Re: Aile Mediterranean Restaurant requests menu input

@Tharp - This "food is culture" argument gets bandied about quite a bit, often as a legitimate reason to eat dogs who have been beaten to death (I believe one should find arguments that cause them to rationalize eating dogs highly suspect, by the way). Here are some of my responses to this argument, off the top of my head:

1. Food is a part of culture, not all of it. And while food is a particularly large part of Korean culture compared to some other countries, there is a lot more to Korea than its food. On Buddah's birthday this year, I visited a temple. On Children's Day I hung out at Children's Park and witnessed all the excellent family fun. The other day on Independence Day I went to Busan Station and witnessed an Independence Festival including the singing of patriotic songs and historical reenactments. I try to participate in Korean cultural events on a regular basis and enjoy many aspects of Korean culture like noraebang and jimjilbang. I sang at my Korean co-worker's wedding. I miss out on some things, sure, but I experience plenty of culture without having to ingest it by mouth.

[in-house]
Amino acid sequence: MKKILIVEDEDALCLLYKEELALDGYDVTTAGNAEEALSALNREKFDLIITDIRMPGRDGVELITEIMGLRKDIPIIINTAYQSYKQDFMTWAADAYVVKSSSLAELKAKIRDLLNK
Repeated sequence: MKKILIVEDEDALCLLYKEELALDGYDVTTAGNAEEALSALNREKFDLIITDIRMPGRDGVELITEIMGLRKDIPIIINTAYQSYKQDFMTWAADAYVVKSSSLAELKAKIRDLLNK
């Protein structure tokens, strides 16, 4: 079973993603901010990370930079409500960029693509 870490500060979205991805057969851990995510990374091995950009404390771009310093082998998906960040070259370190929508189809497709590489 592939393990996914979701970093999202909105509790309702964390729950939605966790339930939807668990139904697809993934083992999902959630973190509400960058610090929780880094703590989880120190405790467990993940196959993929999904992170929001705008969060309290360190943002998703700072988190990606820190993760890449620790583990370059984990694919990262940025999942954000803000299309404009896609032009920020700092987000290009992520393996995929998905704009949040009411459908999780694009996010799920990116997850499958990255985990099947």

2. Vegetarian and vegan food are also part of almost every culture in the world, including Korean culture. I eat at Loving Hut in Seomyeon several times a week so that the staff knows me by my first name and I know them, even after the staff recently changed, I still know many of the kitchen/counter workers, so much so that the last time I ate there someone from the kitchen came and talked with me on her break. Almost all the food on the menu there is Korean food, albeit veganized. It is delicious and it is spiced the same as its meat counterparts. The only real difference is that there's not a dead animal in the pot. And I am very happy with this difference. There are a growing number of Korean vegetarians and vegans and they also have a valuable culinary culture. Temple food is a specifically vegetarian/vegan Korean cuisine which most non-veg people I know in Korea have never tried. I do eat Korean food quite often and enjoy it without sacrificing my moral and ethical convictions in the process.